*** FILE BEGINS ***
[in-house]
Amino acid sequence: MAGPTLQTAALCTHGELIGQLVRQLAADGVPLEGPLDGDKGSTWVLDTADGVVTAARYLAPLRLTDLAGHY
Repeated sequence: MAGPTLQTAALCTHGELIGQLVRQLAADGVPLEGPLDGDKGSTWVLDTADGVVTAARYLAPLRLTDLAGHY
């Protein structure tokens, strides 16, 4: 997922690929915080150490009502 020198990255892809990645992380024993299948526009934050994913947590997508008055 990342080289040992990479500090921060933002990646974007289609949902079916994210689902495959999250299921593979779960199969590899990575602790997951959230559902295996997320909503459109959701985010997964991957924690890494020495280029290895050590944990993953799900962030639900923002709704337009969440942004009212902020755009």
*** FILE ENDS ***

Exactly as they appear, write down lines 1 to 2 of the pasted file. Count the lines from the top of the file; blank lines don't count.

[in-house]
Amino acid sequence: MAGPTLQTAALCTHGELIGQLVRQLAADGVPLEGPLDGDKGSTWVLDTADGVVTAARYLAPLRLTDLAGHY